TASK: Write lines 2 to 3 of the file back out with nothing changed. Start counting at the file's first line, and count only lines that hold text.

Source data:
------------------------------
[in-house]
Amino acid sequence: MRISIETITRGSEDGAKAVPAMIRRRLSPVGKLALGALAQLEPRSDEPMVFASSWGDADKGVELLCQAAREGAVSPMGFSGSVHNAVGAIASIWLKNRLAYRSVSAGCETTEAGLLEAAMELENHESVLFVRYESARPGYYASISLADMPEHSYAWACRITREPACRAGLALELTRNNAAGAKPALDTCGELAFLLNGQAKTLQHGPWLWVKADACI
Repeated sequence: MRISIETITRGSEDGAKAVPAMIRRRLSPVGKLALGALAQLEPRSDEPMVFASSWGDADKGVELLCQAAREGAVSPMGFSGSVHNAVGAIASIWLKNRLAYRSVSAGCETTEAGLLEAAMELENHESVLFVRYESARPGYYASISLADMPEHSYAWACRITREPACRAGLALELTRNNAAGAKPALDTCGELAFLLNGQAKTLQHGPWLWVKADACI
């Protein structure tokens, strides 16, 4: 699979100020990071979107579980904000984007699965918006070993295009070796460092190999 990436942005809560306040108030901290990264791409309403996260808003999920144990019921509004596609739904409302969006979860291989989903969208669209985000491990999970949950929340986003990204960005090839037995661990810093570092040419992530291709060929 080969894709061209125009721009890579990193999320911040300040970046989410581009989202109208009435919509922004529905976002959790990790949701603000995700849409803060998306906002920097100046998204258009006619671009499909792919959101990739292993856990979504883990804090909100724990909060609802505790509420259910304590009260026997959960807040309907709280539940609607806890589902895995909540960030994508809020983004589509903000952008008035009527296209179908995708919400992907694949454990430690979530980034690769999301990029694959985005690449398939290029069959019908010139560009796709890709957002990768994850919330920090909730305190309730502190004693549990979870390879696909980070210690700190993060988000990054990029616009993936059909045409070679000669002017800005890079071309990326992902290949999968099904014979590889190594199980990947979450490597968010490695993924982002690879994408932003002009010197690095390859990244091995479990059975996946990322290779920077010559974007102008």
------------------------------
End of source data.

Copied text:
Amino acid sequence: MRISIETITRGSEDGAKAVPAMIRRRLSPVGKLALGALAQLEPRSDEPMVFASSWGDADKGVELLCQAAREGAVSPMGFSGSVHNAVGAIASIWLKNRLAYRSVSAGCETTEAGLLEAAMELENHESVLFVRYESARPGYYASISLADMPEHSYAWACRITREPACRAGLALELTRNNAAGAKPALDTCGELAFLLNGQAKTLQHGPWLWVKADACI
Repeated sequence: MRISIETITRGSEDGAKAVPAMIRRRLSPVGKLALGALAQLEPRSDEPMVFASSWGDADKGVELLCQAAREGAVSPMGFSGSVHNAVGAIASIWLKNRLAYRSVSAGCETTEAGLLEAAMELENHESVLFVRYESARPGYYASISLADMPEHSYAWACRITREPACRAGLALELTRNNAAGAKPALDTCGELAFLLNGQAKTLQHGPWLWVKADACI